Once again this week the impeachment of President Trump dominated the news involving Congress and Washington in general. Even so, work continued on a host of other issues, many of which are of great importance to seniors.
House Majority Leader Steny Hoyer (D-Md.) laid out the priorities for the Democratic majority in the House of Representatives this year. The good news is that more health care legislation is on the list.
Included is the issue of surprise billing, in which patients are charged out-of-network prices for services they thought were in-network. This issue has gained great urgency because so many people are ending up with bills for thousands of dollars even though they have health insurance which they thought would cover the expenses for which they are being billed.
Thankfully, those covered under Medicare are not as susceptible to this, although it can still happen, even when it comes to such things as dental care. Hoyer said it’s “possible” the House could act on surprise billing legislation before May although he didn’t definitely commit to it.
In addition, prescription drug pricing is still on the priority list.
The House will also pursue legislation to strengthen the 2010 health care law, Hoyer said. “We’ve already passed bills on protecting preexisting conditions, but that was a very high priority for us, and we may do something else,” he said.
Another possibility for House legislative action is subsidies to make health care more affordable.
Senate Majority Leader Mitch McConnell (R-Ky.) has not announced his health care priorities for the Senate this year. He still refuses to bring the bi-partisan Grassley-Wyden bill that would lower prescription drug prices up for debate on the Senate floor so that may be one of the reasons he has not issued information about his priorities.
If he or a member of his leadership team in the Senate announce their priorities for health care in the Senate The Senior Citizens League Legislative Team (TSCL) will let you know.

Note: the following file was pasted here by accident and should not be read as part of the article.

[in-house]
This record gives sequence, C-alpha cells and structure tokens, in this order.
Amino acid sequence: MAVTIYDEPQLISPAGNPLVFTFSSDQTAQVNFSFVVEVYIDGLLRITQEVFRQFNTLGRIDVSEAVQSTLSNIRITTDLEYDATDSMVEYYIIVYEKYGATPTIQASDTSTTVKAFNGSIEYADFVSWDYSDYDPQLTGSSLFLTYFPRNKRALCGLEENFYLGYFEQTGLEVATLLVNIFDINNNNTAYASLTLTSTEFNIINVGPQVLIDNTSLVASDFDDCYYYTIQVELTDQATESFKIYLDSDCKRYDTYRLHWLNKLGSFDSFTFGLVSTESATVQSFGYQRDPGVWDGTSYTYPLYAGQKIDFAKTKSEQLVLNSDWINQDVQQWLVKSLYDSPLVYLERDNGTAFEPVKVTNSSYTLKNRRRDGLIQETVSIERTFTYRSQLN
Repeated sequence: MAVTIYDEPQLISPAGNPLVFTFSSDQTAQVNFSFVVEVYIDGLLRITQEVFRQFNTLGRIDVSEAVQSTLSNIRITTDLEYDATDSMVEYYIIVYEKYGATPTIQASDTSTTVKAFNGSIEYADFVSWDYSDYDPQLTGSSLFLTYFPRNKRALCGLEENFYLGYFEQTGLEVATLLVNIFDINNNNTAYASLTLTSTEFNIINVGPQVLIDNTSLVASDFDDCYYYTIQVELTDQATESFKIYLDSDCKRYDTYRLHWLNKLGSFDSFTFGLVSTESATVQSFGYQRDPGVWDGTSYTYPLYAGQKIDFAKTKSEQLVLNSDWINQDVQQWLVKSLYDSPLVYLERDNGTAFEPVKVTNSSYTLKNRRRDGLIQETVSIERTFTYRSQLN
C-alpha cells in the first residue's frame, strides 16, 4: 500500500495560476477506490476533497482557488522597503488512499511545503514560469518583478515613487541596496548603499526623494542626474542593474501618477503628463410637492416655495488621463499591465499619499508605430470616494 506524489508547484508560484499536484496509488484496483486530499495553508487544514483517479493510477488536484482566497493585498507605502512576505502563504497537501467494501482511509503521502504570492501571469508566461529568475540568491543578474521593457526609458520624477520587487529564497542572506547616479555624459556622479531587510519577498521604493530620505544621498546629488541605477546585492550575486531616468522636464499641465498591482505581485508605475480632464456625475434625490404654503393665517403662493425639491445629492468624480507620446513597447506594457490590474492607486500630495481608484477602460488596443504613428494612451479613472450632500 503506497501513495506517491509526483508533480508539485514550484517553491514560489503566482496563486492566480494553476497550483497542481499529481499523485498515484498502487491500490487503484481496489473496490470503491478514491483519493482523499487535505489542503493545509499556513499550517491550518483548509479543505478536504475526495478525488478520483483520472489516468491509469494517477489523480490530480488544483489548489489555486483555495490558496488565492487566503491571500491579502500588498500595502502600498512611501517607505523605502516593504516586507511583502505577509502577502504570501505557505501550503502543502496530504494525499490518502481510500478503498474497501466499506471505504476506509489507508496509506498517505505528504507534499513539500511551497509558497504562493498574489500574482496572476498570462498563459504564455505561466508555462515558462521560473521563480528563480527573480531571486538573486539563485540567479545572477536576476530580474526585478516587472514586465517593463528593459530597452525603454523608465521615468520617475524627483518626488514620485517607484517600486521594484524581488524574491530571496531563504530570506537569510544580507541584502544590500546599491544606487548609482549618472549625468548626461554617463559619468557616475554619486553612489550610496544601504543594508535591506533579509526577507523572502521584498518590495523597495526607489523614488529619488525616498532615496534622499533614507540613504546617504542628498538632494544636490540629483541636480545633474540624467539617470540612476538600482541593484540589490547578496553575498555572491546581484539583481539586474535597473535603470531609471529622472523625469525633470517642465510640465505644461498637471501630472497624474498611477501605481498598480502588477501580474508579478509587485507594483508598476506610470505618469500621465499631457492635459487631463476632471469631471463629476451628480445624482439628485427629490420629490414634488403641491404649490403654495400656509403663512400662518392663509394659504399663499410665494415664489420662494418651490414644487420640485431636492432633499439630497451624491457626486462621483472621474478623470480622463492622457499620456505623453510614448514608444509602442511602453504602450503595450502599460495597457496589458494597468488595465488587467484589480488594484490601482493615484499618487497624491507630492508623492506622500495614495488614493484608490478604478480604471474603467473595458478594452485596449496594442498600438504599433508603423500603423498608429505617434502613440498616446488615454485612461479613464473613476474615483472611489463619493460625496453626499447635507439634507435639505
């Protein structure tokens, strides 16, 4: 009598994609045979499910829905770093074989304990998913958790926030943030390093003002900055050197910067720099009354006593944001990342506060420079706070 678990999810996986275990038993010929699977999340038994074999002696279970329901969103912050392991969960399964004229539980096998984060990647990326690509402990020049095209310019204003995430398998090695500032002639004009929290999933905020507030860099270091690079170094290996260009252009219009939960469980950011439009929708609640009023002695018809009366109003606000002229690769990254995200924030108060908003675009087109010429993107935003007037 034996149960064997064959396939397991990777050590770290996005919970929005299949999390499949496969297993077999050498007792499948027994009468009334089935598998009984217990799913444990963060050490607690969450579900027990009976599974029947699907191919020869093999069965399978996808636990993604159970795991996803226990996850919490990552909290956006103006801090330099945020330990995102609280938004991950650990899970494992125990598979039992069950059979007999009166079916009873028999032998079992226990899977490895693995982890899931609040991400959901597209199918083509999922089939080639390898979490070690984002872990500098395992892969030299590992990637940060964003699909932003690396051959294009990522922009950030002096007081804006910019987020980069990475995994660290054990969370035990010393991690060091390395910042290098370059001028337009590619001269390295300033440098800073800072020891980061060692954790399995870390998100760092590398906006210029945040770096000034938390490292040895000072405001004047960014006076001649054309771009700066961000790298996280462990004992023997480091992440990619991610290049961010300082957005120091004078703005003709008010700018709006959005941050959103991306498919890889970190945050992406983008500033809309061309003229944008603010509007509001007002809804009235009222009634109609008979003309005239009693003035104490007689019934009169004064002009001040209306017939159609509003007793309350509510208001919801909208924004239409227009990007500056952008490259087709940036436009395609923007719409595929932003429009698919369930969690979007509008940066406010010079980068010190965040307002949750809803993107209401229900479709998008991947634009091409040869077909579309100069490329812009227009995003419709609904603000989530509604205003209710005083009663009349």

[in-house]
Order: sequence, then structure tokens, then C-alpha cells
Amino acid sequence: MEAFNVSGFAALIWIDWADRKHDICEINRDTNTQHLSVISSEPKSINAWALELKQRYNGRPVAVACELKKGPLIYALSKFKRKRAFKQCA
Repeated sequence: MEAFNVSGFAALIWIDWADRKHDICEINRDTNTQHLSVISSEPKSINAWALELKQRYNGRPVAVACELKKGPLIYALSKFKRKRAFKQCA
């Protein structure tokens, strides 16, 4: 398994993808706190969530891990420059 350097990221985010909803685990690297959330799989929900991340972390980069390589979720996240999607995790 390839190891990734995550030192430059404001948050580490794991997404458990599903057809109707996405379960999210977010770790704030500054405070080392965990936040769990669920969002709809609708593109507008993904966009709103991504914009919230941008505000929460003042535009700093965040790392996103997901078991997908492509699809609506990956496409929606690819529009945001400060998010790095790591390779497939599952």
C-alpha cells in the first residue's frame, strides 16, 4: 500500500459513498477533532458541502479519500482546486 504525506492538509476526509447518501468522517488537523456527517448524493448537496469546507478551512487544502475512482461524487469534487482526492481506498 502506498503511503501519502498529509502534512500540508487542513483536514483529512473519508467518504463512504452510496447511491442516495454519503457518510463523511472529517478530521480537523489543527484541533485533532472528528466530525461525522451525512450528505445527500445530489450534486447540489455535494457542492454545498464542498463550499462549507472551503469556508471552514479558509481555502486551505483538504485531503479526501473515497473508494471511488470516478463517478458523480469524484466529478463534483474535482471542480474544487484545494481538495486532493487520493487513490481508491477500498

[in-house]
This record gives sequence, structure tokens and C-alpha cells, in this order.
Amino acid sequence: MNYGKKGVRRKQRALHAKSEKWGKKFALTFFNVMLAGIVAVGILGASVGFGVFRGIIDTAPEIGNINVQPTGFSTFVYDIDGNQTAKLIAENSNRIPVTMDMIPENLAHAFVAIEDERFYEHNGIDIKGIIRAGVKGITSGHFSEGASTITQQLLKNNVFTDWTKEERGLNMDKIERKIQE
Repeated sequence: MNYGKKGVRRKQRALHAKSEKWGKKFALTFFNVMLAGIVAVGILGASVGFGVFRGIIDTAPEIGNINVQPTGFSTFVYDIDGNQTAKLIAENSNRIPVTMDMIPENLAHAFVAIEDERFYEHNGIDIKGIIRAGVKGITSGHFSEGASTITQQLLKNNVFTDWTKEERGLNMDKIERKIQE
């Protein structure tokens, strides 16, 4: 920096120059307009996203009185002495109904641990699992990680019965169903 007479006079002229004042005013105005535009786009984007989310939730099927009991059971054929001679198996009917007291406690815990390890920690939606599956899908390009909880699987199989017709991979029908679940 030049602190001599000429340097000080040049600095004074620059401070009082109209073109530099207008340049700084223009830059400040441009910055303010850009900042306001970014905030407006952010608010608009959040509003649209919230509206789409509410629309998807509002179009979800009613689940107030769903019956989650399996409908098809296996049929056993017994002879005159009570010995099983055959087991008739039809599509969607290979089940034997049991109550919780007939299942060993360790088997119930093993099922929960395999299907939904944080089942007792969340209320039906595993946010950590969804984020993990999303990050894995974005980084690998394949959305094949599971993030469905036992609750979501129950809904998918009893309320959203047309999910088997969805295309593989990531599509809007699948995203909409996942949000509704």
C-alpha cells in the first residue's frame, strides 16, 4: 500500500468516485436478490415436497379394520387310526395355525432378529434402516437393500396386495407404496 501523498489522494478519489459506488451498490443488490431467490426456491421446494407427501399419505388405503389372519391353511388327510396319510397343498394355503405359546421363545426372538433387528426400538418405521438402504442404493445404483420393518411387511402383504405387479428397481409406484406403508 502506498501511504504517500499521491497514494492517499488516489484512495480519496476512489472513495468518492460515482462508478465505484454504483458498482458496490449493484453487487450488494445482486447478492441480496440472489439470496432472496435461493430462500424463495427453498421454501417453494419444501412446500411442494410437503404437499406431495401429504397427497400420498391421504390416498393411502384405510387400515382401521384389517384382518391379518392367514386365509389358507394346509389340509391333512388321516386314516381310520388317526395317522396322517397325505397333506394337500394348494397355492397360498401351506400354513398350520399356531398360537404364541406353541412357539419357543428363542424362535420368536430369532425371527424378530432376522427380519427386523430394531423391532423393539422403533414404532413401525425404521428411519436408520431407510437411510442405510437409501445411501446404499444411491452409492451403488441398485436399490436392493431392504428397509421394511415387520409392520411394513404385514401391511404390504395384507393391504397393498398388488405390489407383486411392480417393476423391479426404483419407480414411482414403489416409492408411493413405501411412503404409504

Also, TSCL plans to be on the Hill next week visiting with the staffs of Republican Senators to find out where they are with regard to health care legislation, and in particular the Grassley-Wyden bill.
* * * *
A new bill was introduced in the Senate this week that would lower costs for Americans with diabetes and other chronic diseases who have high-deductible health plans. This legislation would not affect seniors who are covered by Medicare, but it could be very helpful for seniors who are under 65 and still working and who only have high-deductible health insurance. Authored by Sens. John Thune (R-S.D.) and Tom Carper (D-Del.), the bill, called the Chronic Disease Management Act, would lower health care costs by allowing high-deductible health plans to provide chronic disease prevention services—including insulin for diabetes—to plan enrollees before they reach their plan deductible.
In July of last year, the Internal Revenue Service issued a notice expanding its interpretation of what constitutes preventive care. As a result it now includes certain items and services that can be considered preventive when they are prescribed to an individual with certain chronic conditions and if they are low-cost and prevent the worsening of a chronic condition or the development of a secondary condition. The notice also contained a list of specific items and services that meet the new criteria for preventive care for chronic conditions. Co-sponsors of the bill include Sens. Tina Smith (D- Minn.), Kevin Cramer (R-N.D.), Martha McSally (R-Ariz.) and Kyrsten Sinema (D-Ariz.).
* * * *
Perhaps the greatest difference between the Republican and Democrats in Congress when it comes to legislation to lower prescription drug prices is whether the federal government should impose some kind of price control or regulation.
The Pelosi bill (H.R. 3) if enacted would allow Medicare to negotiate drug prices with the pharmaceutical companies in order to lower them. (That is what the Dept. of Veterans Affairs does now for the drugs it provides to veterans.)
The Republicans say that is a form of government price controls and interferes with the free market. That’s why Majority Leader McConnell refuses to bring the Grassley-Wyden bill up for debate in the Senate. That bill differs in how it would lower drug prices but Senator McConnell opposes it because it would, in his opinion, still interfere with the free market and also because health care will be a big issue in the elections this year.
So it could be significant this week that a Republican member of the Federal Trade Commission (FTC), Christine Wilson, stated that she believes Medicare should have more power to negotiate drug prices. She acknowledged that her position would be controversial among her fellow Republicans because they argue that allowing Medicare to negotiate with the pharmaceutical companies would essentially allow Medicare to set drug prices and stifle development of innovative new drugs. As the year progresses, we shall see if her views make any difference.
For progress updates or for more information about these and other bills that would strengthen Social Security and Medicare programs, visit the Bill Tracking section of our website or follow TSCL on Twitter.